This apartment complex, The Ashborough, in Raleigh, NC is where Scott and I called home for the first 5.5 years of our marriage.  We lived in three different apartments within this complex.  Both times I got pregnant, we moved into a slightly bigger apartment.  You can see why we had to get outta there.  I might have gotten pregnant AGAIN!

We were happy there, but eager to move into a HOUSE.

Scott got a new job in Columbia, SC.  We'd been saving for a while for a downpayment on a house.  In this case "a while" = 3 years.  We were ready to look into buying a home!  I'll write more about our home search and financing journey in another post.  Fast forward to the week of Thanksgiving.

My mom hosted an incredible Thanksgiving dinner.

Side note:  It stresses me out a little bit to think one day I'll be responsible for creating such holiday feasts on my own.  I'd hate for my kids to grow up telling stories about "Thank goodness McDonald's was open on Thanksgiving Day..."  a la Christmas Story type stuff.  But the gap between what I'm capable of making right now and what my mom or mother-in-law can make is Grand Canyon-esque. <sigh>

Scott made us his very first pumpkin pie (pictured on the right).  It was so.very.good.  Well done, hunnee!

Thursday we feasted, then finished packing.  

Friday, the move began.  Our goals for the day were 1) pack the truck, 2) clean the apartment, 3) drive to Columbia.  We had already moved most of our belongings downstairs into the garage for easier truck-loading.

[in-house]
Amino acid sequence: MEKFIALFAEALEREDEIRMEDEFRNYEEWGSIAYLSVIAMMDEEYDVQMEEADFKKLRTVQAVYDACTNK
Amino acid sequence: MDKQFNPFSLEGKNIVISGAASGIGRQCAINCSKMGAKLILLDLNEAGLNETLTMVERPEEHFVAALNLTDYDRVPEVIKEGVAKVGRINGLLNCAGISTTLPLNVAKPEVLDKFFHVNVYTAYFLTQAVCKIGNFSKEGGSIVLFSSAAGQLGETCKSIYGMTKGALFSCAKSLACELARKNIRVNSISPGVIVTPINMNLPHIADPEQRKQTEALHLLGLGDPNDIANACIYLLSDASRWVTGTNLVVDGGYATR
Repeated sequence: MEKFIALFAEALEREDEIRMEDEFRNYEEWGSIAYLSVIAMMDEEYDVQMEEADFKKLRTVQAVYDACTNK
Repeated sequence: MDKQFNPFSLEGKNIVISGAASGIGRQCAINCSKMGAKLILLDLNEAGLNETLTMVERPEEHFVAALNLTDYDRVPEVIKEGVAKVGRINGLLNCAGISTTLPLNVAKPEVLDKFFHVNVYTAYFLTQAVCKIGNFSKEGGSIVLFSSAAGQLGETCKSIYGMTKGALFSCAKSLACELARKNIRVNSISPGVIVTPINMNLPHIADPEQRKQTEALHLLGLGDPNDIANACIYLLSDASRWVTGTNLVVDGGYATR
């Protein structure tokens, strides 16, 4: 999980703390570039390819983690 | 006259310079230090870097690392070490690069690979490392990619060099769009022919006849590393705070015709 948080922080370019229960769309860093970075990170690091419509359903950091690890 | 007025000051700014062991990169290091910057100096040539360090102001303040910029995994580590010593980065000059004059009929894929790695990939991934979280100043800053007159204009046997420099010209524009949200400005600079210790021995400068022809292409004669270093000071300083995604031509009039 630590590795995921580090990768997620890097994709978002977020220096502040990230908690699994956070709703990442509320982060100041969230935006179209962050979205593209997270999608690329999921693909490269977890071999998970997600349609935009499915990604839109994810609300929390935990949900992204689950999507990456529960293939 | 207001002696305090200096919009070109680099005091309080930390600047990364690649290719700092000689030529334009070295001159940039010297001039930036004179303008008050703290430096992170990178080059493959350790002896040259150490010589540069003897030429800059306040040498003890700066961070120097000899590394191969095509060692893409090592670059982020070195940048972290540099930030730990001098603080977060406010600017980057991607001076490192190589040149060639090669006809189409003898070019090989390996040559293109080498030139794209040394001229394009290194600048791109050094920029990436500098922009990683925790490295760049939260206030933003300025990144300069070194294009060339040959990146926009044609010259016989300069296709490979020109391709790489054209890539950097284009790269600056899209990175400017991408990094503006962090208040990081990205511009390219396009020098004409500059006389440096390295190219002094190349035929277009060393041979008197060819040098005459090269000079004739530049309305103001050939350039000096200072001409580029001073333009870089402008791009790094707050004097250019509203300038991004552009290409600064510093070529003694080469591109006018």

Please take note:  The vast majority of everything we owned was in this garage when I took this picture.  Not a wall-to-wall-packed garage.  A stuff-loosely-stacked-and-scattered-throughout garage.  I know this will be the last time all of our belongings fit in a 17' U-haul.  That makes me a little bit sad, actually.  I'm the opposite of a hoarder/pack-rat.  I love throwing stuff away and getting rid of stuff.  The idea of accumulating MORE stuff makes me sad!  

Back to the move.  Friday we* loaded the truck and we** cleaned the apartment.  

*Scott, Scott's Dad Bruce, my dad Steve, my brother David.

**My mom Anne and I.

Can I just tell you how much husbands LOVE IT when wives walk around taking pictures of work instead of actually doing work? 

Nestle is soooo helpful.

This picture is to document where Reese slept from about 6 months of age until we moved.  Her pack-n-play fit in there nicely. Hey...some of our grandparents slept in dresser drawers.  My kids slept in a bathroom.  To each his own...

Despite James and Reese's superior moving skills, we opted not to employ their services on moving day.  Gail, my amazing mother-in-law, and my amazing mom were on kid duty at my parents' apartment while the move took place.

About 3 pm on Friday, November 29th, we turned in our keys to our apartment and began our drive southbound to Columbia...Scott, Steve, Bruce and I, all driving separate vehicles (because we LOVE to waste gas!).  Anne and Gail stayed with the kids in Raleigh for one more night.

We arrived around 6:45 or 7pm.  Yay!  Goals met!  We didn't unload much at all that evening.  That's what Saturday was for!  We did take a few minutes to set up our brand new king sized bed.  We love it, by the way.  If you come visit us, there's room for a whole 'nother person in between us!  That's where you can sleep. :) 

Walking into the house from the garage.